Conventional semen analysis is considered as the initial step to investigate semen quality and male factor infertility; however, this method cannot always provide valid information regarding specific defects of sperm physiology. Therefore, novel predictors are needed for assessing semen quality to determine the reason for non-pregnancy in infertile couples. The current assays can determine specific imperfections based on sperm physiology, but newer predictive tests might reveal the precise reason for male infertility. Thus, the addition of new predictive methods can aid researchers to better understand sperm potency. Implementation of such evaluation procedures might help clarify the unknown characteristics of spermatozoa to maximize successful reproduction.


This work was supported by Korea Institute of Planning and Evaluation for Technology in Food, Agriculture, Forestry, and Fisheries (iPET) through Agri-Bio Industry Technology Development Program, funded by Ministry of Agriculture, Food and Rural Affairs (MAFRA) (116172-3).


Conflict of interest: No potential conflict of interest relevant to this article was reported.


1. Zegers-Hochschild F, Adamson GD, de Mouzon J, Ishihara O, Mansour R, Nygren K, et al. International Committee for Monitoring Assisted Reproductive Technology (ICMART) and the World Health Organization (WHO) revised glossary of ART terminology, 2009. Fertil Steril 2009;92:1520–1524. 19828144.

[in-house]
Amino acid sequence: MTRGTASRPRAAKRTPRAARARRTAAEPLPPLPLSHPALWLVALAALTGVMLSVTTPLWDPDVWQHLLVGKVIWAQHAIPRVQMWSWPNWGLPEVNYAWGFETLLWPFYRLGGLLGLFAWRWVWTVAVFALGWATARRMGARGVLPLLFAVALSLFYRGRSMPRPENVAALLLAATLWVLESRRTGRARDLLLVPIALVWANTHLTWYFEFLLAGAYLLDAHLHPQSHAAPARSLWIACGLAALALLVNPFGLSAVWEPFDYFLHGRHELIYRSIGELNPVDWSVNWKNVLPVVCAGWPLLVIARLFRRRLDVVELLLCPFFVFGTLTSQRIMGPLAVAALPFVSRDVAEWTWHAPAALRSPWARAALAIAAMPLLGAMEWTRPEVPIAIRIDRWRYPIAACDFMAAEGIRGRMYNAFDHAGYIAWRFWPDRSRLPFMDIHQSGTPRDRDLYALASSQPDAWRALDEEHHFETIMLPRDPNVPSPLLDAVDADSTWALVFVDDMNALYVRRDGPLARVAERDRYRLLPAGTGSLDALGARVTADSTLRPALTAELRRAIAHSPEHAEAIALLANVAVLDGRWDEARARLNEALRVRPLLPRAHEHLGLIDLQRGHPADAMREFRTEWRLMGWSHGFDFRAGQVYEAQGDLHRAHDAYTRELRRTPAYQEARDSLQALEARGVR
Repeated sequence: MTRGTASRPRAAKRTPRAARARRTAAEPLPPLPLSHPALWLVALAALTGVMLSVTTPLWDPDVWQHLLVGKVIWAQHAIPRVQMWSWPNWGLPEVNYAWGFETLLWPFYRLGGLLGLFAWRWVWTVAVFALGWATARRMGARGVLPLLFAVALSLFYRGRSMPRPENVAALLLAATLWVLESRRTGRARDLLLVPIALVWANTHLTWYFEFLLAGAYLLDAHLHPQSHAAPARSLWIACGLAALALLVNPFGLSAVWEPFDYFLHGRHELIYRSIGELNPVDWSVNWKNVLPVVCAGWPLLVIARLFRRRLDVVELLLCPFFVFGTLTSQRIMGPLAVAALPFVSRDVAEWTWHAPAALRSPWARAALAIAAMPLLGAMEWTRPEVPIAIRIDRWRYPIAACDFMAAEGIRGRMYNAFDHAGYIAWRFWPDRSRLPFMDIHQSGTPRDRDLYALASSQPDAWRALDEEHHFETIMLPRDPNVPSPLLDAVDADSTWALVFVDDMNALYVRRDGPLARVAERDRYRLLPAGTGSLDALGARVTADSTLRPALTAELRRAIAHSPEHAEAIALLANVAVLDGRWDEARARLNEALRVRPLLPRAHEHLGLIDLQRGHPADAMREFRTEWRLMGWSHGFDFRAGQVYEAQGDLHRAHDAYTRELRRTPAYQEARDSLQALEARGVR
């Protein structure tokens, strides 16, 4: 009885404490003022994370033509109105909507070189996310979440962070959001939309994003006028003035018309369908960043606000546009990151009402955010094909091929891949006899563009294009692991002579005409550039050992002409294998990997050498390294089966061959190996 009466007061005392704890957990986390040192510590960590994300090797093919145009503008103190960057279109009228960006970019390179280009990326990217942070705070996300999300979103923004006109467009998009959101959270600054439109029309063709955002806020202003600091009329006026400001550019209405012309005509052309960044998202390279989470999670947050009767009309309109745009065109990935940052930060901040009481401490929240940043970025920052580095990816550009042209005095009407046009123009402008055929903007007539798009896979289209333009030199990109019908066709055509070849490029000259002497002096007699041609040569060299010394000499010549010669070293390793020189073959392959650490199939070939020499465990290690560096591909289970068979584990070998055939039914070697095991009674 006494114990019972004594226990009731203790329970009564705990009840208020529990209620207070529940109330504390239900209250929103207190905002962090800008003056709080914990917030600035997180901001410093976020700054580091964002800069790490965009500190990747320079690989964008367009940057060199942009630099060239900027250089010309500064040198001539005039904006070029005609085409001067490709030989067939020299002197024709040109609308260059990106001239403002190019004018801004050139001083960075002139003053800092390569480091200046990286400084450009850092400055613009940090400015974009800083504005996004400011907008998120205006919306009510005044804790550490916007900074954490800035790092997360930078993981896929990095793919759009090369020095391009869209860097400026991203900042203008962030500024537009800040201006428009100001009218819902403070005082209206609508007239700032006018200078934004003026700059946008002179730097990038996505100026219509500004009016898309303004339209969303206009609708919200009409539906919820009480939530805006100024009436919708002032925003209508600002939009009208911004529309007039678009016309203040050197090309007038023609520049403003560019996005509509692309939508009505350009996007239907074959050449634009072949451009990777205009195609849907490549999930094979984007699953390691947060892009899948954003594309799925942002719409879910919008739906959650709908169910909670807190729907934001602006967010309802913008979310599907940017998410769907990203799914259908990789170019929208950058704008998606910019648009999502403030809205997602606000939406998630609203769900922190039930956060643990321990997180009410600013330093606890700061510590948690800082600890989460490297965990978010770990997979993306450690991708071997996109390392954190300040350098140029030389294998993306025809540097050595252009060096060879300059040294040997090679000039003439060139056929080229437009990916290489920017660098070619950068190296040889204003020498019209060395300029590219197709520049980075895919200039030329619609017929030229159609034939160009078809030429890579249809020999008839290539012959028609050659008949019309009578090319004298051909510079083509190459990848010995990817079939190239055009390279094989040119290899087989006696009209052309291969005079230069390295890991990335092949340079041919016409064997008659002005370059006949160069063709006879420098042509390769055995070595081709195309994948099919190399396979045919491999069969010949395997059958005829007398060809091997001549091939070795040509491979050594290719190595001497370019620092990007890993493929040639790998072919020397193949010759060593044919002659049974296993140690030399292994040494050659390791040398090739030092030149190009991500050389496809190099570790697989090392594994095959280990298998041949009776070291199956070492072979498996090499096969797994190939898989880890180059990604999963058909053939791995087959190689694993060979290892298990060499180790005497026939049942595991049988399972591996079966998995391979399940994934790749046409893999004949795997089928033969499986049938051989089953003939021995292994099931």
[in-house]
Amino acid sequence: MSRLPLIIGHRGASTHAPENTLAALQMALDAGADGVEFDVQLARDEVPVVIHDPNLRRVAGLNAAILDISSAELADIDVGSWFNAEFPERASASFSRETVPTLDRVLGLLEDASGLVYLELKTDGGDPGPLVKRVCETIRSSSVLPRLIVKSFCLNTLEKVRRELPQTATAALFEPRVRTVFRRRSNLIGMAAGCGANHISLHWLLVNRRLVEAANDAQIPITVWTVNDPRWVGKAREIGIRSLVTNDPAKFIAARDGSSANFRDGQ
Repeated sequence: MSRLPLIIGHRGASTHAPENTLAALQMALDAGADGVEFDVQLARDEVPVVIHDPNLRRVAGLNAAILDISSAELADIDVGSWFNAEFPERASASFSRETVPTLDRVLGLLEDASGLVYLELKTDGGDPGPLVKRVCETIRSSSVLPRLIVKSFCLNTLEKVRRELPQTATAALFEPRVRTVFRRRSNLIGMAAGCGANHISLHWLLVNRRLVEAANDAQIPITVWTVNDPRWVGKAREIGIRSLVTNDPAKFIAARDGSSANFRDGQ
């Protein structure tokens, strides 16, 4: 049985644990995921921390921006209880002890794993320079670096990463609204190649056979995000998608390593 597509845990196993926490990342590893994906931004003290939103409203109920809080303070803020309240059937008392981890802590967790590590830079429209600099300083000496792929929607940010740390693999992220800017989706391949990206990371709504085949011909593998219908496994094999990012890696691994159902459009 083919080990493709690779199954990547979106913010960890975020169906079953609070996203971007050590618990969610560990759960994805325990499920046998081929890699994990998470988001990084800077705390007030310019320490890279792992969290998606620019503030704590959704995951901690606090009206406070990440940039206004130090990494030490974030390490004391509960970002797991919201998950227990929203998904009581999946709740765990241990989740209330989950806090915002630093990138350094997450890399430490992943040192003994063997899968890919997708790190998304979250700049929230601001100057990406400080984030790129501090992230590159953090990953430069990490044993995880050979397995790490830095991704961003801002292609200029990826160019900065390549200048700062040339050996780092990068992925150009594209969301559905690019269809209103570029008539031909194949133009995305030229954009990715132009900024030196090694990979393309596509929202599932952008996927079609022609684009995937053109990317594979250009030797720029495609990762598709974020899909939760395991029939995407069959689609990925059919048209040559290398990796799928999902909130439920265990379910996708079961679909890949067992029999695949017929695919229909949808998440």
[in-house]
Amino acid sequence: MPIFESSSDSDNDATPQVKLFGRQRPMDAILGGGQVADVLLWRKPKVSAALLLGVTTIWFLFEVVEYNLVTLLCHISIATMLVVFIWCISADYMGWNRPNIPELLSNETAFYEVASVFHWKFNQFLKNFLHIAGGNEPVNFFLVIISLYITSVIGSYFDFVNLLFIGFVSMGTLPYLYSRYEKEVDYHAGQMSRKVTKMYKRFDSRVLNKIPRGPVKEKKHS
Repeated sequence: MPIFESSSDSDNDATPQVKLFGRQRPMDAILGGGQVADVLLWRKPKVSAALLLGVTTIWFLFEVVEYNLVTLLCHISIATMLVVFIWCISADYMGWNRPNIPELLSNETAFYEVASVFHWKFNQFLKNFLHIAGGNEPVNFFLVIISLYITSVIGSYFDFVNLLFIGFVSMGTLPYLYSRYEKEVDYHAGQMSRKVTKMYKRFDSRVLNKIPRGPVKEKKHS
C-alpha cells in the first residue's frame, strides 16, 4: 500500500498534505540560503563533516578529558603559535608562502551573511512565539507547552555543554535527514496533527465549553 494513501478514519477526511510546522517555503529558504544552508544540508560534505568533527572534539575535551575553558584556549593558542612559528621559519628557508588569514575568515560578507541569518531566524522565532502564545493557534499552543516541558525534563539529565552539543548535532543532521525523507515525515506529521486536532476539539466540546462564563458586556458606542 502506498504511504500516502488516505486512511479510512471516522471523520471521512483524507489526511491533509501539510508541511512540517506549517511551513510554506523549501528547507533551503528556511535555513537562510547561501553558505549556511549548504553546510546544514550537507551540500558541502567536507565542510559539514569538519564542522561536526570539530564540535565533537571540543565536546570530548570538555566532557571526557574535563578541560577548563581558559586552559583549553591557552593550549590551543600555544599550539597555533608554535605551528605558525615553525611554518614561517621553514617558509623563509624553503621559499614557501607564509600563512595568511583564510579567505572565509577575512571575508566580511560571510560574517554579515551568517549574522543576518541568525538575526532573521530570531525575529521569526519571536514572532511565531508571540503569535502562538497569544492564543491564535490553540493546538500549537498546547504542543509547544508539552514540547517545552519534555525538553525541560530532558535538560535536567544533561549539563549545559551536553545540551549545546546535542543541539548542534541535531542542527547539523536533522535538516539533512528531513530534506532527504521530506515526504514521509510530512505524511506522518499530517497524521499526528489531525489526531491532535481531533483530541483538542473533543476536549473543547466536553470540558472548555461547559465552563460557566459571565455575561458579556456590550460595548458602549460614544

2. Agarwal A, Mulgund A, Hamada A, Chyatte MR. A unique view on male infertility around the globe. Reprod Biol Endocrinol 2015;13:37. 25928197.
3. Samplaski MK, Agarwal A, Sharma R, Sabanegh E. New generation of diagnostic tests for infertility: review of specialized semen tests. Int J Urol 2010;17:839–847. 20887631.
4. Rahman MS, Pang MG. Sperm biology: towards understanding global issue of male infertility. Austin Androl 2016;1:1003.
5. Visconti PE. Understanding the molecular basis of sperm capacitation through kinase design. Proc Natl Acad Sci USA 2009;106:667–668. 19144927.
6. Watanabe T, Ohkawa K, Kasai S, Ebara S, Nakano Y, Watanabe Y. The effects of dietary vitamin B12 deficiency on sperm maturation in developing and growing male rats. Congenit Anom (Kyoto) 2003;43:57–64. 12692404.
7. Gorpinchenko I, Nikitin O, Banyra O, Shulyak A. The influence of direct mobile phone radiation on sperm quality. Cent European J Urol 2014;67:65–71.
8. Bretveld R, Brouwers M, Ebisch I, Roeleveld N. Influence of pesticides on male fertility. Scand J Work Environ Health 2007;33:13–28. 17353961.
9. Rahman MS, Kwon WS, Karmakar PC, Yoon SJ, Ryu BY, Pang MG. Gestational exposure to bisphenol A affects the function and proteome profile of F1 spermatozoa in adult mice. Environ Health Perspect 2017;125:238–245. 27384531.
10. Esteves SC. Clinical relevance of routine semen analysis and controversies surrounding the 2010 World Health Organization criteria for semen examination. Int Braz J Urol 2014;40:443–453. 25254609.
11. Guzick DS, Overstreet JW, Factor-Litvak P, Brazil CK, Nakajima ST, Coutifaris C, et al. Sperm morphology, motility, and concentration in fertile and infertile men. N Engl J Med 2001;345:1388–1393. 11794171.